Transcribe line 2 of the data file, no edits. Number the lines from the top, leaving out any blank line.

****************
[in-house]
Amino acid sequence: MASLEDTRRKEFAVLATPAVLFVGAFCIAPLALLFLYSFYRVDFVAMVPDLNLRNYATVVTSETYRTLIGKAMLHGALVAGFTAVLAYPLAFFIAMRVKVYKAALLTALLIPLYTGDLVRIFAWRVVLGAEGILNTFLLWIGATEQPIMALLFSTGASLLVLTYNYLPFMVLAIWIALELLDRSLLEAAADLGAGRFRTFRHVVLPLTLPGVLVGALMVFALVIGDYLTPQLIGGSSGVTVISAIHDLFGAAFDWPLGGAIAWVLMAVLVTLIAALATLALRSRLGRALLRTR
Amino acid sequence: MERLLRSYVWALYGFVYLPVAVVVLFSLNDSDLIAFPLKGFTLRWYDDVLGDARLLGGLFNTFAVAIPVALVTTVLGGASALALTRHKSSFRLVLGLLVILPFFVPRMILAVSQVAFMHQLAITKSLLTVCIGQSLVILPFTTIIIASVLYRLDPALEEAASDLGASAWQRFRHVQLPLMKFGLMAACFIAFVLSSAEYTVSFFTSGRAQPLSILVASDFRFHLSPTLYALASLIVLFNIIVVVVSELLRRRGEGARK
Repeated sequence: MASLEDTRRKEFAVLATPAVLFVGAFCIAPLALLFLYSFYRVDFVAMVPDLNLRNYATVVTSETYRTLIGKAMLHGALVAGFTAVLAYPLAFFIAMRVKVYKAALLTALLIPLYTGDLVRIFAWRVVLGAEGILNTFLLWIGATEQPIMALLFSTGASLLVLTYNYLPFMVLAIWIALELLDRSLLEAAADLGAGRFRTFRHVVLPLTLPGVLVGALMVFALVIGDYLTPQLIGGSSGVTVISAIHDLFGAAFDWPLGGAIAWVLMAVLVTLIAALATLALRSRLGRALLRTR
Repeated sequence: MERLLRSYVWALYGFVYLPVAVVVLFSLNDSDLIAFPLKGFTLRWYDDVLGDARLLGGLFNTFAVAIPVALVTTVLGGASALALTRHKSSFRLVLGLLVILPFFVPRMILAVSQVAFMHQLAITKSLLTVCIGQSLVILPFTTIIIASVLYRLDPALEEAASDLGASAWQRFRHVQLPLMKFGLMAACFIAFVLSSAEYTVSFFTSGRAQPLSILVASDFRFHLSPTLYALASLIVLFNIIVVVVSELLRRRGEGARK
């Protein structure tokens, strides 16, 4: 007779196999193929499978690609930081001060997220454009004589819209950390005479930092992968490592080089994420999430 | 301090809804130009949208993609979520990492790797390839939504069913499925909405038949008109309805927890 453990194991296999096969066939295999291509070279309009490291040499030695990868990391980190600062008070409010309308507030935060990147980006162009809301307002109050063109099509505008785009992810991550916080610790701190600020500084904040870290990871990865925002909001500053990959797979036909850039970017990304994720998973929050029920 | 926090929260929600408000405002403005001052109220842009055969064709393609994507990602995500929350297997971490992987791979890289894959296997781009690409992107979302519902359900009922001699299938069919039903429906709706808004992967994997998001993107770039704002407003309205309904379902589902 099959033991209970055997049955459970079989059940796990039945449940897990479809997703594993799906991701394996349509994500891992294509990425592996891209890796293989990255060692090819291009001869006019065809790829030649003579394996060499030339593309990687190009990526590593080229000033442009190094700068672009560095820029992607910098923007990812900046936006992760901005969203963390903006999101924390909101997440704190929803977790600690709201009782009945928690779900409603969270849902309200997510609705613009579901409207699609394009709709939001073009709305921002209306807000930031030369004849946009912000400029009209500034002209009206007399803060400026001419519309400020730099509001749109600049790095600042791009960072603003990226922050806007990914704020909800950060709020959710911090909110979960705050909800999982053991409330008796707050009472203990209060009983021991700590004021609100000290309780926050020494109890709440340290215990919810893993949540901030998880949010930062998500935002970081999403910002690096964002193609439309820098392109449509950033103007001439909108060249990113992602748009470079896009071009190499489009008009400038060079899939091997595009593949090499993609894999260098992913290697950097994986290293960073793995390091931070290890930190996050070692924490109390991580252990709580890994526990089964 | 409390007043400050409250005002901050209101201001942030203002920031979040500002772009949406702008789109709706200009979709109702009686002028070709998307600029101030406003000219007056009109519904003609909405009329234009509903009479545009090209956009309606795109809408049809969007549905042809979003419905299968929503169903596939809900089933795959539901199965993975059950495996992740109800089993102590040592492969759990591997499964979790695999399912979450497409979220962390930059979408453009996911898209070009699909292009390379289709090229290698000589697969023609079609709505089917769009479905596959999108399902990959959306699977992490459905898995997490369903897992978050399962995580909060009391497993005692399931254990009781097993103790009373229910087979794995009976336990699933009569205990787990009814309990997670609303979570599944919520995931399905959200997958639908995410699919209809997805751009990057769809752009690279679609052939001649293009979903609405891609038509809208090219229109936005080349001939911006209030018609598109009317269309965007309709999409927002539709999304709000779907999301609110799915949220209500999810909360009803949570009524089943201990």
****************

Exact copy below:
Amino acid sequence: MASLEDTRRKEFAVLATPAVLFVGAFCIAPLALLFLYSFYRVDFVAMVPDLNLRNYATVVTSETYRTLIGKAMLHGALVAGFTAVLAYPLAFFIAMRVKVYKAALLTALLIPLYTGDLVRIFAWRVVLGAEGILNTFLLWIGATEQPIMALLFSTGASLLVLTYNYLPFMVLAIWIALELLDRSLLEAAADLGAGRFRTFRHVVLPLTLPGVLVGALMVFALVIGDYLTPQLIGGSSGVTVISAIHDLFGAAFDWPLGGAIAWVLMAVLVTLIAALATLALRSRLGRALLRTR